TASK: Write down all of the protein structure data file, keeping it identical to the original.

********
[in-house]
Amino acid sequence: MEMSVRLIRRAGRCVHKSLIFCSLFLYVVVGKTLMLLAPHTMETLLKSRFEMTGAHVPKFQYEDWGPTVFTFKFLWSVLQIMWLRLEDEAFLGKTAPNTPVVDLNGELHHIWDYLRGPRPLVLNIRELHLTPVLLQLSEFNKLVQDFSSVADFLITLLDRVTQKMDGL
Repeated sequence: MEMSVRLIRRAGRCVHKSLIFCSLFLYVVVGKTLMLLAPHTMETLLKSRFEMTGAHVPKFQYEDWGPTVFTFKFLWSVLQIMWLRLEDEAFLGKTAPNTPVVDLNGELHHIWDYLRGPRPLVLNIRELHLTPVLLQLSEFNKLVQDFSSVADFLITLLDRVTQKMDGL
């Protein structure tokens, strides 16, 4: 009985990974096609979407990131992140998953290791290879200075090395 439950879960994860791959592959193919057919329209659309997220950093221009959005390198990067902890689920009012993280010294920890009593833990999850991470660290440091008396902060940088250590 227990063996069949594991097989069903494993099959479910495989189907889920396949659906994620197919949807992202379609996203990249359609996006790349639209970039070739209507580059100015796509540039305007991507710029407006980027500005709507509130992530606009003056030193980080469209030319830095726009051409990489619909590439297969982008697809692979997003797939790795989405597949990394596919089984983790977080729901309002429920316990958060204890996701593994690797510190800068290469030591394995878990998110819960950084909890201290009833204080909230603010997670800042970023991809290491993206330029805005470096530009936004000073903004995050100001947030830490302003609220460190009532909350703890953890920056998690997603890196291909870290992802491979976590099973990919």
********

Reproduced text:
[in-house]
Amino acid sequence: MEMSVRLIRRAGRCVHKSLIFCSLFLYVVVGKTLMLLAPHTMETLLKSRFEMTGAHVPKFQYEDWGPTVFTFKFLWSVLQIMWLRLEDEAFLGKTAPNTPVVDLNGELHHIWDYLRGPRPLVLNIRELHLTPVLLQLSEFNKLVQDFSSVADFLITLLDRVTQKMDGL
Repeated sequence: MEMSVRLIRRAGRCVHKSLIFCSLFLYVVVGKTLMLLAPHTMETLLKSRFEMTGAHVPKFQYEDWGPTVFTFKFLWSVLQIMWLRLEDEAFLGKTAPNTPVVDLNGELHHIWDYLRGPRPLVLNIRELHLTPVLLQLSEFNKLVQDFSSVADFLITLLDRVTQKMDGL
């Protein structure tokens, strides 16, 4: 009985990974096609979407990131992140998953290791290879200075090395 439950879960994860791959592959193919057919329209659309997220950093221009959005390198990067902890689920009012993280010294920890009593833990999850991470660290440091008396902060940088250590 227990063996069949594991097989069903494993099959479910495989189907889920396949659906994620197919949807992202379609996203990249359609996006790349639209970039070739209507580059100015796509540039305007991507710029407006980027500005709507509130992530606009003056030193980080469209030319830095726009051409990489619909590439297969982008697809692979997003797939790795989405597949990394596919089984983790977080729901309002429920316990958060204890996701593994690797510190800068290469030591394995878990998110819960950084909890201290009833204080909230603010997670800042970023991809290491993206330029805005470096530009936004000073903004995050100001947030830490302003609220460190009532909350703890953890920056998690997603890196291909870290992802491979976590099973990919």